Does Preparation Equal Prevention: Webinar Notes

Webinar Focus (0:18)

  • Examine the need to prepare for the possibility of someone entering our work, living, and leisure spaces with homicidal intent.
  • Achieving prevention through preparation and mitigation.

 

Resource Speakers (00:46)

  • Mark Warren

    • Co-founder, Vice President and Director for Training, Strategos International
    • Started in the US Army Military Police Corps, where he worked as an undercover operative, tactical team member, and instructor.
    • Involved in planning, implementing and executing high-risk arrests.
    • Served as the team leader for a multi-agency task force’s undercover operative.
    • Became a firearms use of force program manager.
    • Retired sergeant for a local agency.
    • Awardee, 2000 Missouri Post Part-Time Instructor of the Year.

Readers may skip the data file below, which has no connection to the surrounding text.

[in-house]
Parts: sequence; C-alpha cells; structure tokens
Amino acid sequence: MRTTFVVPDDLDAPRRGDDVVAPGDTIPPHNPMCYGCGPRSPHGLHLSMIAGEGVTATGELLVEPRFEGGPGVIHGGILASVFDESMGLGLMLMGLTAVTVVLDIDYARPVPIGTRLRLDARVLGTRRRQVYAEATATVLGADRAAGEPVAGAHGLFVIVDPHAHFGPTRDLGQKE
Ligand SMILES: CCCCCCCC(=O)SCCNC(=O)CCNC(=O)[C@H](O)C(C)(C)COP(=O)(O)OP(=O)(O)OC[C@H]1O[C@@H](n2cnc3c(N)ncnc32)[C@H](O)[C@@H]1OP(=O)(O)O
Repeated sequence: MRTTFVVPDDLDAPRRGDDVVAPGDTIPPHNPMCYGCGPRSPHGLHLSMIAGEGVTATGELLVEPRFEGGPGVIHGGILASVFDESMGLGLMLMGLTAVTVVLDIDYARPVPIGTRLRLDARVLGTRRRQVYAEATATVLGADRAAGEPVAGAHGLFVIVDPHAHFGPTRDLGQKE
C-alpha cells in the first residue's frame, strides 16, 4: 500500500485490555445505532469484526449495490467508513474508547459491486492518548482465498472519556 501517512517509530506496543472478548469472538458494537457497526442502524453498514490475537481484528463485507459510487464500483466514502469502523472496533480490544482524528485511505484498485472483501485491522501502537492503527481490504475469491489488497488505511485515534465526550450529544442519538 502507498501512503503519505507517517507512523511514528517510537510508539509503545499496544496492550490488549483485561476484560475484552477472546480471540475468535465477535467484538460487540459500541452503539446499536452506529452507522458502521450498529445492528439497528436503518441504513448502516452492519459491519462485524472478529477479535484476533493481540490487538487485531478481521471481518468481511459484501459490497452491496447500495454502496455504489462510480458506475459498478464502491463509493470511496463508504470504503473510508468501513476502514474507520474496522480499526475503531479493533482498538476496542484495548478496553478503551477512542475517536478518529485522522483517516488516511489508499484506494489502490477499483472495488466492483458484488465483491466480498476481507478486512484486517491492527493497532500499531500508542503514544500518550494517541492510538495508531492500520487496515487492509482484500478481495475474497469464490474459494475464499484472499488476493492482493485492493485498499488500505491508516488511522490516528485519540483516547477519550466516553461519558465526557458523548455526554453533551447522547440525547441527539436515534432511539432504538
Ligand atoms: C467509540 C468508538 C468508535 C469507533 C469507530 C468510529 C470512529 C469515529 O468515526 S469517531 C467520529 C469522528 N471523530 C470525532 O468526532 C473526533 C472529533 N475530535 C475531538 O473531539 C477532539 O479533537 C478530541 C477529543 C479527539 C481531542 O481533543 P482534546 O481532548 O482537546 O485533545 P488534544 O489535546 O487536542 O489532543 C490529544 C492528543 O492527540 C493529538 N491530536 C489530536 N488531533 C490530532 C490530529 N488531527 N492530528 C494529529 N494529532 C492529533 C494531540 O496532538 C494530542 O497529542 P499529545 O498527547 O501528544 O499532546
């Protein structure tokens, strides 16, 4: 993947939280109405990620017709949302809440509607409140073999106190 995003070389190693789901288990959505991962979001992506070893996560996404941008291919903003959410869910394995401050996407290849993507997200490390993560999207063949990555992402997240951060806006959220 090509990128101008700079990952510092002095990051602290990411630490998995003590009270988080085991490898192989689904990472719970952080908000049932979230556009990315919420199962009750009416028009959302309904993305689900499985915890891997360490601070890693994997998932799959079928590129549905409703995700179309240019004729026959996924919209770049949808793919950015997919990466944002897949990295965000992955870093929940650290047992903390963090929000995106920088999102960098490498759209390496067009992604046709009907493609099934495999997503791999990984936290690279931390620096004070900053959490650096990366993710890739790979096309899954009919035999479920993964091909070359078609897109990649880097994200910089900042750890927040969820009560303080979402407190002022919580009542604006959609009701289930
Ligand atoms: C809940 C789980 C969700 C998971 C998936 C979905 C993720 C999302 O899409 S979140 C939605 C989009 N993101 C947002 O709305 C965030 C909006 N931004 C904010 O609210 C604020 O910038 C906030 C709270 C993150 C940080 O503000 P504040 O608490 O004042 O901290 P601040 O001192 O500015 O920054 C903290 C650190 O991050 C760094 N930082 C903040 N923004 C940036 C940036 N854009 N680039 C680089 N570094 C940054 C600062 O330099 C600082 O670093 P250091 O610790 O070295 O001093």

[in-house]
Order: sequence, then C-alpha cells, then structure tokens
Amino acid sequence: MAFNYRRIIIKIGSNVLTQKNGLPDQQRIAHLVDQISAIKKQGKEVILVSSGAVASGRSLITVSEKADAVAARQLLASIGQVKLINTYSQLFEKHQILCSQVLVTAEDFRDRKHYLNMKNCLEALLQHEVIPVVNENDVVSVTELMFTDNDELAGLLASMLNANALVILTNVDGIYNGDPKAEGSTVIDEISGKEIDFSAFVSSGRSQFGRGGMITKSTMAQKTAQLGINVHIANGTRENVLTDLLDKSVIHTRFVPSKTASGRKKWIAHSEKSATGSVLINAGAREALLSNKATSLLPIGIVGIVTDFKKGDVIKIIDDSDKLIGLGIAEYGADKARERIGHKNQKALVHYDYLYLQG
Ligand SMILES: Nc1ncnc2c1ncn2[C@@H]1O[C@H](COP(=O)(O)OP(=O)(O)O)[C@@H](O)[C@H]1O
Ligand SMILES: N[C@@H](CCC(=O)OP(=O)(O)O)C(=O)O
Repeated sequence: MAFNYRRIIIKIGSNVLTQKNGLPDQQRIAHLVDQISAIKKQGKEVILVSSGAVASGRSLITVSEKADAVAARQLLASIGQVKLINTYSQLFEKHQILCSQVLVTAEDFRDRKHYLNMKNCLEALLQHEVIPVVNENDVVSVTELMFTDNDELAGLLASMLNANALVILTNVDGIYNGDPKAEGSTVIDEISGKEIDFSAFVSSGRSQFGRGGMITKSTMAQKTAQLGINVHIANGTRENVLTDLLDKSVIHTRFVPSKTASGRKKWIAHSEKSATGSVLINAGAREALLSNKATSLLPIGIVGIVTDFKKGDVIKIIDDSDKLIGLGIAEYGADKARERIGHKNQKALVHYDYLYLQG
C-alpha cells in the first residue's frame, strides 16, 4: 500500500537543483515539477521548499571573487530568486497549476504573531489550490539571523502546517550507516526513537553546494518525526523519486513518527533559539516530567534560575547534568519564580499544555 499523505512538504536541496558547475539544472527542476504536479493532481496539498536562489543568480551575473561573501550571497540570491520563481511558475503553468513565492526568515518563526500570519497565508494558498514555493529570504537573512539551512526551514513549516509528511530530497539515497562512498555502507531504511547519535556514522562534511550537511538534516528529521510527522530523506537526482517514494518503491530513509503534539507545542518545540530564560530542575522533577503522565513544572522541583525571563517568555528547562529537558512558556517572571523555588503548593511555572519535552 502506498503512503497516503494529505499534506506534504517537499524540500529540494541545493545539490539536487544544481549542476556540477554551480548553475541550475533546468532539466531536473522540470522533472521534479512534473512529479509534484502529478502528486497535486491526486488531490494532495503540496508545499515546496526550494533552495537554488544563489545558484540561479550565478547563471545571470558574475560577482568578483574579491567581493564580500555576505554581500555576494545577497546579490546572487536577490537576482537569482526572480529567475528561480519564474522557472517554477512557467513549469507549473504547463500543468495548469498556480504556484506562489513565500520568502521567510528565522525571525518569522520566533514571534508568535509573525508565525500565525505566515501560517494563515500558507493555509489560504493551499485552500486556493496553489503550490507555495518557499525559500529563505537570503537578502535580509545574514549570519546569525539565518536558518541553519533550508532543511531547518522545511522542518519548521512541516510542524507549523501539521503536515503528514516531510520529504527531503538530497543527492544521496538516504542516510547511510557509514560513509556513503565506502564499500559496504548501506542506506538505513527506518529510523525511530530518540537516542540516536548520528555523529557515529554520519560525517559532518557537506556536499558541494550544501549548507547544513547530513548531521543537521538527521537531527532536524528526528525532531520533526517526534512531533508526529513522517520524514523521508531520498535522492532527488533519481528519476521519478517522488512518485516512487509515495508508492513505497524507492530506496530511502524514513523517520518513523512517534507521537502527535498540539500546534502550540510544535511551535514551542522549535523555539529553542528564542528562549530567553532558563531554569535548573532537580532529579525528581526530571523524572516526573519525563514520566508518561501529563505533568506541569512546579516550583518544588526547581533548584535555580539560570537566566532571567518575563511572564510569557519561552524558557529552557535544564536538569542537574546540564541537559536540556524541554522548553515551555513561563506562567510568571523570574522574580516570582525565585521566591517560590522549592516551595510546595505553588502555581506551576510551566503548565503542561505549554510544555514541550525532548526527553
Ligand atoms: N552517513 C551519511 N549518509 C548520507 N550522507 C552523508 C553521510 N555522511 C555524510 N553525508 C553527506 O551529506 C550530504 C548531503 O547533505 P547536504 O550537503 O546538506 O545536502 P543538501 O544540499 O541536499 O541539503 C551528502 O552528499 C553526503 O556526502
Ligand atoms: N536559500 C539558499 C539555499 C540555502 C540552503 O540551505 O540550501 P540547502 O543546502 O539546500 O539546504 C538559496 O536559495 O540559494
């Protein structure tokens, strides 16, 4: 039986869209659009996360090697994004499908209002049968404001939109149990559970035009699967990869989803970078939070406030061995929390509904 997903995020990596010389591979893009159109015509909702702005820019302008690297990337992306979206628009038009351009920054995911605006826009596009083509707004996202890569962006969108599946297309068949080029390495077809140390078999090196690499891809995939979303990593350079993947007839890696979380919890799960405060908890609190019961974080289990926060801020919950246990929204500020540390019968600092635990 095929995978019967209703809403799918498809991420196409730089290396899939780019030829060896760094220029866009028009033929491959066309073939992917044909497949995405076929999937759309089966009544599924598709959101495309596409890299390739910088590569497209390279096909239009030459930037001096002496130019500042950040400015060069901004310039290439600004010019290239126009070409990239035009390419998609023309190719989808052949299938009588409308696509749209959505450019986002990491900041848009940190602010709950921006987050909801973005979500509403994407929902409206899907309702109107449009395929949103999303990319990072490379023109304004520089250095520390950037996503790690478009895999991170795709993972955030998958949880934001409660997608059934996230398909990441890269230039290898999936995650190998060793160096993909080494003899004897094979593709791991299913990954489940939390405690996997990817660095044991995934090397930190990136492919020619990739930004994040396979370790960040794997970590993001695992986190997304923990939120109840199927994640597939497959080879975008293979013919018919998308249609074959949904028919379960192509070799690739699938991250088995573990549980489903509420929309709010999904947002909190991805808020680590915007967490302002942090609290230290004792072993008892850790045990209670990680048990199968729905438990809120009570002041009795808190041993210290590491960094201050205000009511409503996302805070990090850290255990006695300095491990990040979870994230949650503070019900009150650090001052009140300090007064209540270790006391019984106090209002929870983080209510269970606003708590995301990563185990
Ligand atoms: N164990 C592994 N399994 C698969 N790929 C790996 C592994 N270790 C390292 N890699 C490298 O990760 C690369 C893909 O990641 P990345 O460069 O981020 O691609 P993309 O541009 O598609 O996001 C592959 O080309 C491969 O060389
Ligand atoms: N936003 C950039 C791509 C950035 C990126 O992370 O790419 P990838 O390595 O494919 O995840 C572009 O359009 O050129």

Introduction (04:08)

  • Why Community Response Theory (04:08)

    • The shooter comes typically from the community.
    • He attacks a school, business, church, etc. made of people from the community.
    • The teachers, employees, faculty, and staff that work there are from the community.
    • Police, fire, and EMS that have to respond are from the community.
    • These incidents will affect the community from top to bottom so there has to be a complete community understanding of their individual roles in the overall preparation, prevention, response and recovery to an incident.
  • Three Phases of an Incident (07:06)

    • Prevention – WEBINAR FOCUS

      • Risk Identification

        • Awareness and the role it plays
        • Recognition
        • Assessment
        • Reporting
      • Communication

        • Physical Security Assessment
        • Planning:
        • Access Control
        • Visitor Management
        • Policies/Procedures
    • Response – scheduled for February 27, 2018

      • The Value of Time
      • Normalcy Bias/Denial
      • Response Methodologies
      • Lockdown
      • Lockdown Failure
      • Training and Drills
    • Recovery/Post-Incident – scheduled for April 10, 2018

      • Communication Capabilities
      • Memos of Understanding
      • Organized Evacuations
      • Transportation
      • EMS Role
      • Crisis Casualty Care
      • Reunification Areas
      • Debriefing Procedures